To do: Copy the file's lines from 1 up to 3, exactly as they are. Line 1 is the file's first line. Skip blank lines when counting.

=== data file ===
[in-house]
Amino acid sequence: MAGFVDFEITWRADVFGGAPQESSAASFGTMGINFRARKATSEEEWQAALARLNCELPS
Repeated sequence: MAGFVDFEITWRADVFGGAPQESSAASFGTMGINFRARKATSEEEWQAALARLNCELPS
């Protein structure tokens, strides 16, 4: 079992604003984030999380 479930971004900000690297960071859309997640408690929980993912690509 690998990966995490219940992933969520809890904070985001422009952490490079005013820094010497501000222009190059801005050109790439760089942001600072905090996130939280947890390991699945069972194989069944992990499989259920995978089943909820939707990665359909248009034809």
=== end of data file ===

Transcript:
[in-house]
Amino acid sequence: MAGFVDFEITWRADVFGGAPQESSAASFGTMGINFRARKATSEEEWQAALARLNCELPS
Repeated sequence: MAGFVDFEITWRADVFGGAPQESSAASFGTMGINFRARKATSEEEWQAALARLNCELPS